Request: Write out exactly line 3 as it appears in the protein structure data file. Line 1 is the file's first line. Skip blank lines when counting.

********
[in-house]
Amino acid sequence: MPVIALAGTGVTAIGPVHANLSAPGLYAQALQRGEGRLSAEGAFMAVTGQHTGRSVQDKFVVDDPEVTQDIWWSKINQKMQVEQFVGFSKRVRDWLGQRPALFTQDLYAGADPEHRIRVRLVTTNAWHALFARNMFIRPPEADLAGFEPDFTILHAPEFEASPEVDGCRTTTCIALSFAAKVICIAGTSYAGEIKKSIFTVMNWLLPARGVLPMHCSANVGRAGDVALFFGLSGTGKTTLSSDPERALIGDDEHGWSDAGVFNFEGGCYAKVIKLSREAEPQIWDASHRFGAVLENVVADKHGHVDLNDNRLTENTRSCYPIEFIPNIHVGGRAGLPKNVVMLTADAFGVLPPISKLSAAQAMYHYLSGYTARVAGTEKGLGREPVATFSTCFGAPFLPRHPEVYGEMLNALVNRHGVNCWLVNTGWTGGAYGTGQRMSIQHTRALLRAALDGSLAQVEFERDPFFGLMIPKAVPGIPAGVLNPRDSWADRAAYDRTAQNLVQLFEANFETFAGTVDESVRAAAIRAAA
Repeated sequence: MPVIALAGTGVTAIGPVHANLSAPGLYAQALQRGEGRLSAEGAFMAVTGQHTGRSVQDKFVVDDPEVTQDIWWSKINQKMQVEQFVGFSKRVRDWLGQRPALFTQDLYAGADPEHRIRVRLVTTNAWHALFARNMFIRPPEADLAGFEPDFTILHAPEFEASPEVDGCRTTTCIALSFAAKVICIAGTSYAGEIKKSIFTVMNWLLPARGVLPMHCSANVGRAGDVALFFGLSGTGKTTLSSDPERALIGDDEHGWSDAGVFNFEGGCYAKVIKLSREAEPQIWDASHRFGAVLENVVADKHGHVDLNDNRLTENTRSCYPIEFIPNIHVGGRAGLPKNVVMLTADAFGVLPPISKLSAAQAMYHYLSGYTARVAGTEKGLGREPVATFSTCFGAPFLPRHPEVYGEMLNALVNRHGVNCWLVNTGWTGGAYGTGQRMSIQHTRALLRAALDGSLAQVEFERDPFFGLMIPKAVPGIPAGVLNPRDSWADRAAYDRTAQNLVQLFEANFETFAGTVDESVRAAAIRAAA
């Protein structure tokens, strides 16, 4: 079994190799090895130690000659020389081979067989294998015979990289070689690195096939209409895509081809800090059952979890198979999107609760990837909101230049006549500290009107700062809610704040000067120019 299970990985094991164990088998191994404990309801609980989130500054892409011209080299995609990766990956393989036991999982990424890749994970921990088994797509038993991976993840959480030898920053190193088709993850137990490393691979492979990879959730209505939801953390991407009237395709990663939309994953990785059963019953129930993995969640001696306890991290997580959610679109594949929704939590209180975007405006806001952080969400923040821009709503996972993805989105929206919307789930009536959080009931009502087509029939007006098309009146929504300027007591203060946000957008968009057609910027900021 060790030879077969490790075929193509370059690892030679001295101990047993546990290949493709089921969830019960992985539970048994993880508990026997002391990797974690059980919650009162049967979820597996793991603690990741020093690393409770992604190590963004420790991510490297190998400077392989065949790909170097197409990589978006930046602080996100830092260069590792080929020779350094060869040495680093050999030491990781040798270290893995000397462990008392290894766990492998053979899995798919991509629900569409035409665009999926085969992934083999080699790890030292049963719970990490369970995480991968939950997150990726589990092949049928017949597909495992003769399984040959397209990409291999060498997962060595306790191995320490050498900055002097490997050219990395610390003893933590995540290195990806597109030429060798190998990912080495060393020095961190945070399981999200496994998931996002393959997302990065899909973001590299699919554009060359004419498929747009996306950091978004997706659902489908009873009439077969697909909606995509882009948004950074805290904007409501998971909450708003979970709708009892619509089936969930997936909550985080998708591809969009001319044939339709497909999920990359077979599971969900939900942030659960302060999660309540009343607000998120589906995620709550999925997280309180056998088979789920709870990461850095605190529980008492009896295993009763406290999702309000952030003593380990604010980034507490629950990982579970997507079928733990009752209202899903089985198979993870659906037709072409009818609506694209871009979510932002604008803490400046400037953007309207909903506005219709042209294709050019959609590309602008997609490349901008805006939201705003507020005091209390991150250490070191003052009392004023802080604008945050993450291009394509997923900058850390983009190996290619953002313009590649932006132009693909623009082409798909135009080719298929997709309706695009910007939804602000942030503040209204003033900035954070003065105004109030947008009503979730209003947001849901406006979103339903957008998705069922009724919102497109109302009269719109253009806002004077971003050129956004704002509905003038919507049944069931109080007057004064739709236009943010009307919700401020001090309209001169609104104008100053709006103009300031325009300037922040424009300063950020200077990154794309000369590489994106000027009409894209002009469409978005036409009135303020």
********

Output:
Repeated sequence: MPVIALAGTGVTAIGPVHANLSAPGLYAQALQRGEGRLSAEGAFMAVTGQHTGRSVQDKFVVDDPEVTQDIWWSKINQKMQVEQFVGFSKRVRDWLGQRPALFTQDLYAGADPEHRIRVRLVTTNAWHALFARNMFIRPPEADLAGFEPDFTILHAPEFEASPEVDGCRTTTCIALSFAAKVICIAGTSYAGEIKKSIFTVMNWLLPARGVLPMHCSANVGRAGDVALFFGLSGTGKTTLSSDPERALIGDDEHGWSDAGVFNFEGGCYAKVIKLSREAEPQIWDASHRFGAVLENVVADKHGHVDLNDNRLTENTRSCYPIEFIPNIHVGGRAGLPKNVVMLTADAFGVLPPISKLSAAQAMYHYLSGYTARVAGTEKGLGREPVATFSTCFGAPFLPRHPEVYGEMLNALVNRHGVNCWLVNTGWTGGAYGTGQRMSIQHTRALLRAALDGSLAQVEFERDPFFGLMIPKAVPGIPAGVLNPRDSWADRAAYDRTAQNLVQLFEANFETFAGTVDESVRAAAIRAAA